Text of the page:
# Interpretation of chi-squared on proportion

I have this array:

name responsive not responsive
x 16 95
y 5 83

I am trying to compare the proportion of X_responsive with Y_responsive but the classic z-test of proportions can't be used here because my data is not normally distributed. I have used a chi-square test of proportions instead but I'm not sure what the output means in terms of my table.

import statsmodels.stats.proportion as ssp
(chi2, p, arr) = ssp.proportions_chisquare(count = df_obs.non_response, nobs = df_obs.sum(axis = 1))
print((chi2, p))

Chi2 = 3.96557520785049
p = 0.046439653061788856


I know it is significant but I'm not sure what is this is interpreted as.

• You have binary variables, so you will never have normal data. Why do you think the z-test is inappropriate? // The $\chi^2$ test is a fine test to use, whether you think th z-test is appropriate or not. What confuses you about the output?
– Dave
Commented Aug 4, 2021 at 13:56
• What exactly the chi-square is revealing here. Is it just that there is a relationship between name and responsiveness? - if so, how can i determine the direction? whether is more responsive or y is more responsive? Commented Aug 4, 2021 at 14:01
• Once they become binary, they cannot be normal. Normal distributions can take any real value, and binary distributions only take two values (quite a lot less than $\infty$). The bigger issue, though, is that you have destroyed information by binning your variables. This may warrant a separate question, but what were your starting $X$ and $Y$, and what question(s) do you want to use $X$ and $Y$ to answer?
– Dave
Commented Aug 4, 2021 at 14:43
• Because you used the $X$ and $Y$ values to determine the binning, the p-value no longer is correct. See stats.stackexchange.com/a/17148/919 for an example of what can go wrong.
– whuber
Commented Aug 4, 2021 at 15:09
• The two tailed z-test and the chi-squared are exactly the same test, with exactly the same assumptions. Commented Aug 5, 2021 at 5:07

Comment: Illustration of @Glen-b's Comment about the equivalence of prop.test and chisq.test for your data.

The two procedures give exactly the same P-value:

prop.test(c(16,5), c(111,88))

2-sample test for equality of proportions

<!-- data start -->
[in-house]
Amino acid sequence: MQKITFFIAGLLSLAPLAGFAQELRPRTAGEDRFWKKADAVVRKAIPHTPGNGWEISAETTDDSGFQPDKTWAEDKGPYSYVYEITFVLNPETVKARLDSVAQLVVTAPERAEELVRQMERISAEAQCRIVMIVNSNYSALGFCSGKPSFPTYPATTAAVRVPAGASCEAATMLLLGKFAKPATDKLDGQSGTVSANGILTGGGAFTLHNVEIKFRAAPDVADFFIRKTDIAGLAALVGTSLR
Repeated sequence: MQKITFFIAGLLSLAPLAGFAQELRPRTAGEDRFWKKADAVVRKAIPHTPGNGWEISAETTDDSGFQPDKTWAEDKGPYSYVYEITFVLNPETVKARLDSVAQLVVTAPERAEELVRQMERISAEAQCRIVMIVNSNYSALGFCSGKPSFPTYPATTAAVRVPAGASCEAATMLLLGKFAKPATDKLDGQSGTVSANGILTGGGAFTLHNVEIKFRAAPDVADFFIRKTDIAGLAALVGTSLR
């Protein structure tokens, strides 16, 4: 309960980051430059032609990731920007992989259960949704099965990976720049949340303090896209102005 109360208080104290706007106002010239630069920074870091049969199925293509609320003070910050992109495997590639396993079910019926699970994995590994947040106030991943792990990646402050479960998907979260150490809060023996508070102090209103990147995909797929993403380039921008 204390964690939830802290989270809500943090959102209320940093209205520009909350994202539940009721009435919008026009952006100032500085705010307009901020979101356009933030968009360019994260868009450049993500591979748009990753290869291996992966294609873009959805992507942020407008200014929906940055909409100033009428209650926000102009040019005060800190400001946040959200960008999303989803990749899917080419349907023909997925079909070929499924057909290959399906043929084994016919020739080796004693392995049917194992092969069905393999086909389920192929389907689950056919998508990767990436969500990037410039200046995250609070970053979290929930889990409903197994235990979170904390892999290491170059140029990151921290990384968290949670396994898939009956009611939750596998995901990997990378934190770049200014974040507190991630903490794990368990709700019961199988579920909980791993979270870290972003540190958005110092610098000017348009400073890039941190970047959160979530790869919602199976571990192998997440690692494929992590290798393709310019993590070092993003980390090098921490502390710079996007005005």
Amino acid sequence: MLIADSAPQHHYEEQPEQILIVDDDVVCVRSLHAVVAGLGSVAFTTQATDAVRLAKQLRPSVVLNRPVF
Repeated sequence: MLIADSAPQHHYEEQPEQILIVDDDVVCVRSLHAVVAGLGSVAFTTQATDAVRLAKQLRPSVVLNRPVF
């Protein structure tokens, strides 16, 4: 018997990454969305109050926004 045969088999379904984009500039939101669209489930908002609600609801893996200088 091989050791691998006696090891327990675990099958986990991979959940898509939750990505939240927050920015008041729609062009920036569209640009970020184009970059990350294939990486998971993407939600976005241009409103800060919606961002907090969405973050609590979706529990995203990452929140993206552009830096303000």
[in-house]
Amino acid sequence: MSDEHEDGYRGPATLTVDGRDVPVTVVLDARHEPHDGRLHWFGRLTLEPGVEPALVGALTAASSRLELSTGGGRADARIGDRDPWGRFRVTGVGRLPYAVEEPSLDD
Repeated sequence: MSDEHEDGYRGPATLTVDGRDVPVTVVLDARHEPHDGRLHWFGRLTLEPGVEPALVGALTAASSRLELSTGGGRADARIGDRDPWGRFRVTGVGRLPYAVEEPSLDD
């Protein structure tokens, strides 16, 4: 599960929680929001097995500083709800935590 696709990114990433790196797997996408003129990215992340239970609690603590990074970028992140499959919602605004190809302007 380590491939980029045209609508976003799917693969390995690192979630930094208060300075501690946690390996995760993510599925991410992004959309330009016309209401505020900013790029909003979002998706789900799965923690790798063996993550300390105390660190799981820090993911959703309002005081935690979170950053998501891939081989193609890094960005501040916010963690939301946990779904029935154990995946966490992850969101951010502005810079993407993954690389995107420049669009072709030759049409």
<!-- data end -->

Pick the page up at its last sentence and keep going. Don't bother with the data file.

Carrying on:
with continuity correction

data:  c(16, 5) out of c(111, 88)
X-squared = 3.0944, df = 1, p-value = 0.07856
alternative hypothesis: two.sided
95 percent confidence interval:
-0.004154855  0.178806780
sample estimates:
prop 1     prop 2
0.14414414 0.05681818

TBL = rbind(c(16,5),c(95,83))
chisq.test(TBL)

Pearson's Chi-squared test
with Yates' continuity correction

data:  TBL
X-squared = 3.0944, df = 1, p-value = 0.07856


They are also the same if the continuity correction is not used.

prop.test(c(16,5), c(111,88), cor=F)$$p.val [1] 0.04643965 chisq.test(TBL, cor=F)$$p.val
[1] 0.04643965


However, there are several versions of the test for equality of two binomial proportions. Some versions use $$H_0$$ to argue for using a pooled sample proportion $$\hat p = \frac{x_1+x_2}{n_1+n_2}$$ to get the standard error for $$\hat p_1 - \hat p_2$$ and some use separate estimates $$\hat p_i = x_i/n_i$$ for this purpose. Also, various computer programs use different kinds of continuity corrections.

Also, if counts are too small for an accurate P-value in chisq.test, then R allows the option to simulate a more accurate P-value. (Simulation is not supported for prop.test.)

Finally, the Fisher Exact Test can give a different P-value than any of the above.

fisher.test(TBL)\$p.val
[1] 0.06220786


Simulated p-values in chisq.test tend to be close to the Fisher p-value, especially if you use more than the default number of iterations to simulate.

Table with small counts:

TAB = rbind(c(40, 3), c(60, 7));  TAB
[,1] [,2]
[1,]   40    3
[2,]   60    7

chisq.test(TAB)

Pearson's Chi-squared test
with Yates' continuity correction

data:  TAB
X-squared = 0.077317, df = 1, p-value = 0.781

Warning message:
In chisq.test(TAB) :
Chi-squared approximation may be incorrect

chisq.test(TAB, sim=T)

Pearson's Chi-squared test
with simulated p-value
(based on 2000 replicates)

data:  TAB
X-squared = 0.38181, df = NA, p-value = 0.7276


More iterations:

chisq.test(TAB, sim=T, B = 5000)

Pearson's Chi-squared test
with simulated p-value
(based on 7000 replicates)

data:  TAB
X-squared = 0.38181, df = NA, p-value = 0.744

fisher.test(TAB)

Fisher's Exact Test for Count Data

data:  TAB
p-value = 0.7374
alternative hypothesis:
true odds ratio is not equal to 1
95 percent confidence interval:
0.3292961 9.8349592
sample estimates:
odds ratio
1.549608